LORAIN — A partial bailout of Lorain and Lorain County taxpayers’ obligations to the financially hemorrhaging St. Joseph Community Center has been tentatively agreed to by the state.
Mayor Chase Ritenauer told City Council Finance & Claims Committee members Monday that Ohio Department of Development officials have agreed to a draft plan in which $450,000 of the $1.35 million state loan owed by the city and county would be forgiven.
City and county taxpayers would owe $425,000 each under the plan, which would have to be approved by Council members, taxpayers from both are on the hook right now for $675,000 if the center at 205 W. 20th St., closes.
Details of the plan are being finalized, and Ritenauer said he hopes to present it to Council members to approve next month.
The center has been plagued by cooling and heating problems and a lack of tenants. Just one floor of the five-floor, 300,000-square-foot former hospital is occupied.
Last month, Ohio Realty Advisers announced it was quitting as property manager of the center within 90 days, citing red ink and the lack of a bailout. A lawyer for the South Shore Development Corp., the nonprofit group that owns the center on behalf of the city and county, threatened to close the center if a deal wasn’t reached soon.
The center lost $300,000 last year and $125,000 through July. The center has monthly costs of between $30,000 and $45,000 and loses between $15,000 and $30,000 monthly, according to Doug Rangel, executive director of the Lorain Development Corporation, Lorain’s private business consultant.
Despite its problems, Ritenauer said two or three developers have expressed interest in buying the center. However, Ritenauer said interest is contingent on debt forgiveness and use of a $1.6 million federal taxpayer loan to demolish older parts of the center, portions of which date back to 1892.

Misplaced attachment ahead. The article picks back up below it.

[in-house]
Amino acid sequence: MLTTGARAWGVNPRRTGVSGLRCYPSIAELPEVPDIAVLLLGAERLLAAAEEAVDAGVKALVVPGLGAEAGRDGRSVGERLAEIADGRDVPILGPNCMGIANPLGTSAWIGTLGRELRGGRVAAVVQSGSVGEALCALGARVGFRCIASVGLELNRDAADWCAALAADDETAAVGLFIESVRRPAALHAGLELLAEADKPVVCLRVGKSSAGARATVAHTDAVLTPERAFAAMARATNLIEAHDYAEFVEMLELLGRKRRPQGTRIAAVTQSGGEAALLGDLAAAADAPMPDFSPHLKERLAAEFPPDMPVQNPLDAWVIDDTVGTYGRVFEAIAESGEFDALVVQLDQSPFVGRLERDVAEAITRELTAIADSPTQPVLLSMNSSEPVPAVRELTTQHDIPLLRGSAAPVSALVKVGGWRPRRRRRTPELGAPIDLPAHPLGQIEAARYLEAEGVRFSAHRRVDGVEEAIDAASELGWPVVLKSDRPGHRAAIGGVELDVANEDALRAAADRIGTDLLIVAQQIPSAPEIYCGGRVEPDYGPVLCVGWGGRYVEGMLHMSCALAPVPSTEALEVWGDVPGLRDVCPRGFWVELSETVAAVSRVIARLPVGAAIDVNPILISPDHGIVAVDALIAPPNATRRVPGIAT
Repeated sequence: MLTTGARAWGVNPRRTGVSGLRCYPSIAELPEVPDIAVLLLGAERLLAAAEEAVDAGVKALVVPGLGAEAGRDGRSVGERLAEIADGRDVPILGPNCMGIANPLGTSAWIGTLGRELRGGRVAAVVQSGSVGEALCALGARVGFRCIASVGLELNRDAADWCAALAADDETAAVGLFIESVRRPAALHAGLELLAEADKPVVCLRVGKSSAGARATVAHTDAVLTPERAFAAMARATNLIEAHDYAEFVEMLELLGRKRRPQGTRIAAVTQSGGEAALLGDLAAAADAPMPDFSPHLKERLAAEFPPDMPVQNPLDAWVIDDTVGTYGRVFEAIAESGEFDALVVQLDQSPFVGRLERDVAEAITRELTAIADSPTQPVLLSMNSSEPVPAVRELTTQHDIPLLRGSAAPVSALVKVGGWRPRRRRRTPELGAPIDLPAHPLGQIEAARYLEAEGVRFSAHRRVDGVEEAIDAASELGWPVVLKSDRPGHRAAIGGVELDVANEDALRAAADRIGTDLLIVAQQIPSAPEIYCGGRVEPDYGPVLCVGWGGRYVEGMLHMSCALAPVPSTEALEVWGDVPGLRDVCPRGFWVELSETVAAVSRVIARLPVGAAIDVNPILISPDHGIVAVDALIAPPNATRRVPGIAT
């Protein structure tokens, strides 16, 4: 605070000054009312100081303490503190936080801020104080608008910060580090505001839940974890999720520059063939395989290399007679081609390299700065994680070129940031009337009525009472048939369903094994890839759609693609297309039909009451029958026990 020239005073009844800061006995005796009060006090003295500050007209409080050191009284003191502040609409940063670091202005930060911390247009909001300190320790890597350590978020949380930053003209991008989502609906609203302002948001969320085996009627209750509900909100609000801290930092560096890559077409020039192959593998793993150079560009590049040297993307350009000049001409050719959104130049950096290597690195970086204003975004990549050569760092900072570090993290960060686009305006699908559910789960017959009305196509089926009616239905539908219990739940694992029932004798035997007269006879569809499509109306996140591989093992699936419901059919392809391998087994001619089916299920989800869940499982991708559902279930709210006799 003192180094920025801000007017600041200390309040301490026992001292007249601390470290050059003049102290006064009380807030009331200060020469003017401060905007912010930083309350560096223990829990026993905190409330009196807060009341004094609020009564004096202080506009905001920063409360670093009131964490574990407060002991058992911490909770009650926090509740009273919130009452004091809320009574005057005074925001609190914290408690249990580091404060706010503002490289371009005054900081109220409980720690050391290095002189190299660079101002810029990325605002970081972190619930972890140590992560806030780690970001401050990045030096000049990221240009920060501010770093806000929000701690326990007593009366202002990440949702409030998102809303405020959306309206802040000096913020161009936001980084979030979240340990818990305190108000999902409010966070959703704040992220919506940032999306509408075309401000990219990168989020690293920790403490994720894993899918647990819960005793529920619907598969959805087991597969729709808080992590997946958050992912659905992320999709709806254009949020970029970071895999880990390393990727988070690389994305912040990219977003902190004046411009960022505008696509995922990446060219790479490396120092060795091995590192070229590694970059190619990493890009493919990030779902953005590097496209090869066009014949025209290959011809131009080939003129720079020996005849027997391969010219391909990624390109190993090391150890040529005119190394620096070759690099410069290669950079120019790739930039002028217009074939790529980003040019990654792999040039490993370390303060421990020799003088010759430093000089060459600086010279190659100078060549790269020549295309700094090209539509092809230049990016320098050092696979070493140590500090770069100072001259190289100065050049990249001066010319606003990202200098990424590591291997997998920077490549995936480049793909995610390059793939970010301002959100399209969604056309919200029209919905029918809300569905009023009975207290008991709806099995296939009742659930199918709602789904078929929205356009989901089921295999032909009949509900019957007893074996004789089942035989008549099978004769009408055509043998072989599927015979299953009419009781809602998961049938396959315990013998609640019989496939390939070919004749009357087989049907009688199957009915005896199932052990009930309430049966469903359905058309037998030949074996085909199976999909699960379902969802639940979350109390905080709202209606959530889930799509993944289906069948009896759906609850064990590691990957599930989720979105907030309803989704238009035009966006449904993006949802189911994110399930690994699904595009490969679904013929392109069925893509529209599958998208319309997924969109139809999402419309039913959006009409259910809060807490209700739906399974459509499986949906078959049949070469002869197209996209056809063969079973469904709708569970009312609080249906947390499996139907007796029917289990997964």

Ritenauer said the proposal has the support of county commissioners Ted Kalo, Lori Kokoski and Tom Williams. Williams, who had been shut out of some center negotiations by fellow commissioners, has questioned the viability of the center, whose tenants include a U.S. Department of Veterans Affairs clinic and a satellite branch of Lorain County Community College.
Ritenauer said the plan is no guarantee of success, but if nothing is done, the center will close.
“It gives us the best possible chance for a successful outcome by satisfying what we know is our obligation to the state, keeping those demolition dollars intact and working with those entities that have expressed interest in making this a successful center,” Ritenauer said.
Plans to build Valor Home, a shelter for homeless veterans at the center, have stalled due to uncertainty over its future. Nonetheless, Leon Mason, a grants coordinator for U.S. Sen. Sherrod Brown, who works in the center, said contrary to persistent rumors, the clinic will remain open at the center. Reading from an email from a VA official, Mason said the lease at the center runs through 2024, and there are no plans to move, “unless events beyond their control require such action.”
Mason said he’s spoken with prospective tenants, but a resolution needs to be reached, because, “no one wants to move into a burning house.”
Council members expressed support for the plan and the center.
“If it’s going to be a white elephant, we’ve got to feed it,” said Councilman Eddie Edwards, D-5th Ward. “If we don’t feed it, it’s going to die on us.”
Contact Evan Goodenow at 329-7129 or firstname.lastname@example.org.